• Salvador Laurel, the president Filipinos should have had

    Emeterio Sd. Perez

    Emeterio Sd. Perez

    THE usual topics that appear in this space have to give way to a tribute, not to a businessman that would qualify this piece under Due Diligencer, but to a politician. The deviation is timely because today is the 11th death anniversary of Salvador H. Laurel. So much has already been written about him and his achievements as a senator and vice president of the Philippines I see no reason repeating them here.

    This piece has nothing to do with what most Filipinos already know about the man who would have been president had he not passed up the chance to lead the country. Instead, his love of country prevailed upon him when he put aside the rare opportunity to be elected president in favor of Corazon Aquino, who was only incidental to the historic People’s Power Revolution in February 1986.

    Because this piece it not about the mother and her son, I am not writing anything about them. Like Benigno Aquino Jr., the late senator, Mrs. Aquino, the first woman president, has been overprotective of Hacienda Luisita that she chose the distribution of pieces of paper instead of farmlands to her family’s tenants, who, in effect, were made to shoulder part of the Cojuangcos’ debts. Like his parents, President Benigno Simeon Aquino 3rd would not touch the family jewel probably because he is one of the potential heirs to the property.

    Rather, I am recalling here my brief—as a matter of fact very brief—encounter with Laurel, the president that Filipinos did not have and instead got a woman to lead them after a dictatorial regime that lasted more than two decades.

    I could not remember the exact date when a co-worker at The Manila Chronicle and I met Laurel at the corridor of the Chronicle building owned by the Lopezes and where the late Don Eugenio Lopez used to hold office. The “ex-future” president and an editor of the paper were returning to the paper’s editorial office while my officemate and I were on our way to take our break.

    After Laurel and Rodolfo Reyes, the paper’s editor, passed by us, I whispered to my officemate. “He is our next president.” That’s exactly what I said as I vividly remember it today.

    But I did not know that the more memorable but very much familiar quote was forthcoming from Laurel. Acknowledging our presence, he looked back and said: “Thank you very much.” I translated this to mean he wished my wish would be realized someday.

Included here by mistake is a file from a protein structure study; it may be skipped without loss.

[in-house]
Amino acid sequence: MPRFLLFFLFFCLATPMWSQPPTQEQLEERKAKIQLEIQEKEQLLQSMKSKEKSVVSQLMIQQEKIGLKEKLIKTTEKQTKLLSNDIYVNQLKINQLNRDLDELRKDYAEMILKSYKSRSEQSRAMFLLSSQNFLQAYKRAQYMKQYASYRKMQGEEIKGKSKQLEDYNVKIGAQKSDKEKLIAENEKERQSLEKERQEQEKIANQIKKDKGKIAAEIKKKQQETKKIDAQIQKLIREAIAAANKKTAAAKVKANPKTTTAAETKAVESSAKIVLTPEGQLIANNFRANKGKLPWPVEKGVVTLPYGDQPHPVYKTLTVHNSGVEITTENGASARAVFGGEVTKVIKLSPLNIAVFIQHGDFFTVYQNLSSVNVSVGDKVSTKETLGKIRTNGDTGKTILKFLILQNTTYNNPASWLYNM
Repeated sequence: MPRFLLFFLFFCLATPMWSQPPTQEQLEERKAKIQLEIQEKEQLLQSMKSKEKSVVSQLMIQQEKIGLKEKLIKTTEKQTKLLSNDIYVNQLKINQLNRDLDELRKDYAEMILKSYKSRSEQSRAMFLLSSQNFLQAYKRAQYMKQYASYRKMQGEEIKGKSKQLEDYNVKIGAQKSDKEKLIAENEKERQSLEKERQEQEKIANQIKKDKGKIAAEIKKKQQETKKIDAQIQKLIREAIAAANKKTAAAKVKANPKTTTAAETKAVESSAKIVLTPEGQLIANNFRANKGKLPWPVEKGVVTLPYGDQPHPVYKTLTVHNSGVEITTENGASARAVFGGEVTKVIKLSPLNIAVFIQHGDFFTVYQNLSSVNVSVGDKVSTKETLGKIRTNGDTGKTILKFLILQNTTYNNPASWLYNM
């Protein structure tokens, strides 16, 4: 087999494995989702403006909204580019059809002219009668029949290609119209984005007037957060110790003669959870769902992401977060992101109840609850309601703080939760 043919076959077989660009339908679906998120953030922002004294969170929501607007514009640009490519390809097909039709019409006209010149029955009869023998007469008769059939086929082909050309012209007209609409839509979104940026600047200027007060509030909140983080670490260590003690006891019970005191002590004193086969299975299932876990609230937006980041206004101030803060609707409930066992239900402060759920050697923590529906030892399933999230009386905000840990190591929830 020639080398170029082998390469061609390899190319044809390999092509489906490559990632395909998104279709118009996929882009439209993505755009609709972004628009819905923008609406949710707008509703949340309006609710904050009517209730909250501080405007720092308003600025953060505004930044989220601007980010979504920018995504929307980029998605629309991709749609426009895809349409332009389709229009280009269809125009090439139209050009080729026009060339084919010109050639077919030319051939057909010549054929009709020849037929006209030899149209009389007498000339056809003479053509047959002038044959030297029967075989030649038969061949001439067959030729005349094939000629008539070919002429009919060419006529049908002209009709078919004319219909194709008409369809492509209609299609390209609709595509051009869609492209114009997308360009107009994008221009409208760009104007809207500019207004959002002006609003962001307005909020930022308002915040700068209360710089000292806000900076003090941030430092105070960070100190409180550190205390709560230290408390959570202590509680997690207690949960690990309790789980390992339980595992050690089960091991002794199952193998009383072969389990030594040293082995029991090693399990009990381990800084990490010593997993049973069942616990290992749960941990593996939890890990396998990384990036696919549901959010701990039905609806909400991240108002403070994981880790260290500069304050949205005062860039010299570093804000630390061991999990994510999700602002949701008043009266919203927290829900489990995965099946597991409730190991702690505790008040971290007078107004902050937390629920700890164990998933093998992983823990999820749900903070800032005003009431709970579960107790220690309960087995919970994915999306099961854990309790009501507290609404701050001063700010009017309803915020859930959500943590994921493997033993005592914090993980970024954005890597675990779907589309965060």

This very brief encounter with Laurel happened sometime in 1972. As history had recorded, he did not make it to the presidency, one of the reasons, perhaps was Marcos’ proclamation of martial law on Sept. 2, 1972 to extend his rule.

    Then came the snap election on Feb. 7, 1986. Laurel, the leader of the opposition against Marcos, was in the news as the potential standard bearer of United Nationalist Democratic Organization, a new political party that he organized and which helped topple the Marcos rule. I told myself my “prediction” that he would become president was about to be fulfilled.

    If martial law frustrated my wish for a Laurel presidency, then his gentlemanliness to give way to a woman virtually killed my “he-is-our-next president” prophecy. When he agreed to run as a woman’s running mate for the sake of the country and the unity of the opposition, I presumed he chose nationalism above everything else.

    The rest is now part of history and let history judge the direction the Philippines took under Aquino the mother presidency from 1986 to 1992 and how she mistreated Laurel by refusing to abide by their agreement to equally divide her six-year term between them. Her reign, which was good only for the members of the yellowish tribe, resumed after 18 years, this time under the six-year presidency of Aquino the son that would end on June 30, 2016.



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    1. Doymwas so trusting…and not a malicious sense in his bones…he loves his country and you all Filipino people…

    2. The author and I may have been around during those years, but wish to reiterate that the 1986 People Power Revolt did not represent the total population of the Philippines but merely 1% of the Filipinos led by minority rich Filipinos and a controversial Catholic Bishop Cardinal Sin whose personal agenda was not truly purported for a true democracy for all Filipinos. When Pres Marcos who became seriously with kidney failure, legally it was then Vice-Pres. Arturo M. Tolentino (author of UNCLOS ) should have been installed as President not Cory Aquino whose personal agenda was to hold unto Hacienda Luisita which is now more apparent that the son himself used the taxpayers money creating DAP to impeach CJ Corona who legally followed and award (CARP) the 6000 plus hectares that legally belongs to the poor farmers and GMA is imprisoned by this President for the same reason.

      • True! But history will be rewritten by coming generations who will scrutinize the Marcos era without fear and with much objectivity…

        but it impossible to happen in this generation because any comment to justify some of Marcos’ major political decisions would brand the person as a Marcos loyalist.

        The majority of media were former activists, student activists, or at least supportive of anti-Marcos government and unpopular voices are suppressed because they have demonized Marcos and his government.